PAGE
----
Risk Society

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Comment by Brian Holmes:

"Foucault suggests that just a little over fifty years ago, a long tradition of individual self-governance, which begins with the Reformation, was decisively remodeled by the neoliberals: i.e. the Chicago-based followers of von Mises and von Hayek. They reinterpreted the individual concern with finding the best modes of self-conduct as a monetary economy, a calculation of one's most profitable behavior. And in times of crisis - in postwar Germany, Pinochet's Chile, or 1980s USA - they conceived new market frameworks to facilitate this calculation. Every social investment (wages, retirement, health-care, security, and even marriage, child-rearing, etc) is to be calculated in terms of individual risk and reward. In the risk society, what really happens is that individuals are entrusted with the anguishing task of creating a totally predictable and therefore totally secure world.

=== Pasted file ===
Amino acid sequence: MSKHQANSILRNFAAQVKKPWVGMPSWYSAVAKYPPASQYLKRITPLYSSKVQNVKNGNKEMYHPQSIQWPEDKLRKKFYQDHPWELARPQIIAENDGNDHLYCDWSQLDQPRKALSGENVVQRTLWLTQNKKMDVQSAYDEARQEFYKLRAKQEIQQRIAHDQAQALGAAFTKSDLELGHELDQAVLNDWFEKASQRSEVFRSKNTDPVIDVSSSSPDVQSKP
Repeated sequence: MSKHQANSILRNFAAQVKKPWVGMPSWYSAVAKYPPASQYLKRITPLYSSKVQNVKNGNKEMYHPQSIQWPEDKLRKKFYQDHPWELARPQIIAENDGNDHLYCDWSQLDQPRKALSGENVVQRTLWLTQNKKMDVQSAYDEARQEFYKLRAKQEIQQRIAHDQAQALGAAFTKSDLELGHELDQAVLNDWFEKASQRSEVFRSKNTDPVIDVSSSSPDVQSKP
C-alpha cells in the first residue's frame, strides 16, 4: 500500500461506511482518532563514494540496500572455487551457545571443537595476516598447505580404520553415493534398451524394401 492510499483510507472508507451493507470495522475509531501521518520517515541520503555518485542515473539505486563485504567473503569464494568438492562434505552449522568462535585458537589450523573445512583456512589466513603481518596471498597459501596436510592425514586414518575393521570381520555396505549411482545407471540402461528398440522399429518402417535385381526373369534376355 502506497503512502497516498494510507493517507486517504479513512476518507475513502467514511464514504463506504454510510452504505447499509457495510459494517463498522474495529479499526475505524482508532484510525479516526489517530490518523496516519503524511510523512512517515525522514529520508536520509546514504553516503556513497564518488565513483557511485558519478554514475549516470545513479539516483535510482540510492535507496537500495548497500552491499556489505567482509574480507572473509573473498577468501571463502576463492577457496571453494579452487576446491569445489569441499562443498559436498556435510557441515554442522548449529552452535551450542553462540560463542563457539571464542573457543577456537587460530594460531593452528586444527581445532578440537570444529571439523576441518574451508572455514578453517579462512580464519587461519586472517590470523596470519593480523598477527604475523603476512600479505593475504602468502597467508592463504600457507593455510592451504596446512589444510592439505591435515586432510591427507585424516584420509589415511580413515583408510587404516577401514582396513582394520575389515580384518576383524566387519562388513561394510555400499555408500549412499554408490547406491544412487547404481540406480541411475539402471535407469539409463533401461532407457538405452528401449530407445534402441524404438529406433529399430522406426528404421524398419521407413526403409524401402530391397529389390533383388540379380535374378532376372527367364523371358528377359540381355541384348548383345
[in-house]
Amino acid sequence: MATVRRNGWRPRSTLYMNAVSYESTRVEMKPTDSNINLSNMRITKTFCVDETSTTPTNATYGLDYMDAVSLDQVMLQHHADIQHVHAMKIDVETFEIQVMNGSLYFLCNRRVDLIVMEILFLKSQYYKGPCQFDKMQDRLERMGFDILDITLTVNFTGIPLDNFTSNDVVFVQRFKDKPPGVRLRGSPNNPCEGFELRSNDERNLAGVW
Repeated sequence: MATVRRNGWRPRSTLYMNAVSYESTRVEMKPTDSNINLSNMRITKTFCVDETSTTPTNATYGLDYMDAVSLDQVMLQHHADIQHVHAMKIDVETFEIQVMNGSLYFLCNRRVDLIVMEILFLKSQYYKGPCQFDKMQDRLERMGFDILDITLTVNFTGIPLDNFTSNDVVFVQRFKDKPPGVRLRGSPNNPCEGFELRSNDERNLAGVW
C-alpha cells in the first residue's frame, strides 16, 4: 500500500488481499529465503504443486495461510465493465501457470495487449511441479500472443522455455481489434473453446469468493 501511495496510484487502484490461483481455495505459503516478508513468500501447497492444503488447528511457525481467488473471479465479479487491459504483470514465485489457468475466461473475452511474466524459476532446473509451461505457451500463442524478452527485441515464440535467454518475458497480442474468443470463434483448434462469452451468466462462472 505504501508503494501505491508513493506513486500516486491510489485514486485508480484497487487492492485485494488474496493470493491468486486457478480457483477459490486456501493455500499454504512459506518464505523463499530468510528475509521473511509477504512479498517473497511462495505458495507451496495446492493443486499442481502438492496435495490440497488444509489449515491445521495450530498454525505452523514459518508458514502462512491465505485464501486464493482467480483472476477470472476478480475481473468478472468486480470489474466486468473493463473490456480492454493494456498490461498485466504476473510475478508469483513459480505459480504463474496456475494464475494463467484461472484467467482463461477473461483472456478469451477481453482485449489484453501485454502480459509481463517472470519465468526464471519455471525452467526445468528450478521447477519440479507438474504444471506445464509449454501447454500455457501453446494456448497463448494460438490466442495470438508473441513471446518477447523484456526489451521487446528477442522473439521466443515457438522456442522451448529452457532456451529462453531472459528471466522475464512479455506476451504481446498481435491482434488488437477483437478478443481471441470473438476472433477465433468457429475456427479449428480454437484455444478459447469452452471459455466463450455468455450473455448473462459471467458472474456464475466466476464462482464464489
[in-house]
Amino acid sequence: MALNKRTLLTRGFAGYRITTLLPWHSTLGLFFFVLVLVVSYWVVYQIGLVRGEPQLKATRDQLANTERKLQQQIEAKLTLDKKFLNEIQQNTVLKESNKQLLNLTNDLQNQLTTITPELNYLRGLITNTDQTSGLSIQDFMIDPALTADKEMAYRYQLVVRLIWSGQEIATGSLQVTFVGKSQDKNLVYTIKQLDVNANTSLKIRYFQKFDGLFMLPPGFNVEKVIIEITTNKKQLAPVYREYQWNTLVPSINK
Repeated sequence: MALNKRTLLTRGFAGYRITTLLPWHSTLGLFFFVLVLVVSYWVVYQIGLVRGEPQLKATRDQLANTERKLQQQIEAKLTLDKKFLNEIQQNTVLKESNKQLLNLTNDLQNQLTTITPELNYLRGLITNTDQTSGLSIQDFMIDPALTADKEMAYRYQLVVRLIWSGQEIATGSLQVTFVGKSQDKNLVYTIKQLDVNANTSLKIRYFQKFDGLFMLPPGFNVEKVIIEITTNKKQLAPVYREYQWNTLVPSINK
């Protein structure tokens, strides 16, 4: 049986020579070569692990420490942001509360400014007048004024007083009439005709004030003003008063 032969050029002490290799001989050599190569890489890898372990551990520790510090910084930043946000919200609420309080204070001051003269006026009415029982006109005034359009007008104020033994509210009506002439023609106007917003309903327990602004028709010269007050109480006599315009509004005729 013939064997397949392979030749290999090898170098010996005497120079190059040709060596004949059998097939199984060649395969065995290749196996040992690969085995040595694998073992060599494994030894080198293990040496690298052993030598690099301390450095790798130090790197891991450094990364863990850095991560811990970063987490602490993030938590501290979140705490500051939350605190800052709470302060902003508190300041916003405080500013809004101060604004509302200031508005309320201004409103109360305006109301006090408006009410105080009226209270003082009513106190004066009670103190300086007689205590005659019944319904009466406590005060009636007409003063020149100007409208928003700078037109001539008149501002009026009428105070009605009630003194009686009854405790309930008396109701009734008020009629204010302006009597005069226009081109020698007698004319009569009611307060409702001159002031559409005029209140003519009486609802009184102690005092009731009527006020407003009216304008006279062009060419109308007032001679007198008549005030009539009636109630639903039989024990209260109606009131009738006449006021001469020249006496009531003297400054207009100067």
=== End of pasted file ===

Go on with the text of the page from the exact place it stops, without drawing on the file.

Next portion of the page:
It's still possible for law professors or philosophers to write utopias of eventful cooperation, but economists now see only one thing: predictable self-interest. This is their only measure, gradually applied by state policy to everything. The conflicts in the developed world no longer unfold between proletarians and capitalists, but between those who accept to calculate their self-interest within markets structured to that end, and those who deliberately create heterodox frameworks for the enjoyment of cooperation. Such conflict is particularly obvious in the shifting socio-technical forms deployed on the Internet." (IDC mailing list, July 2007)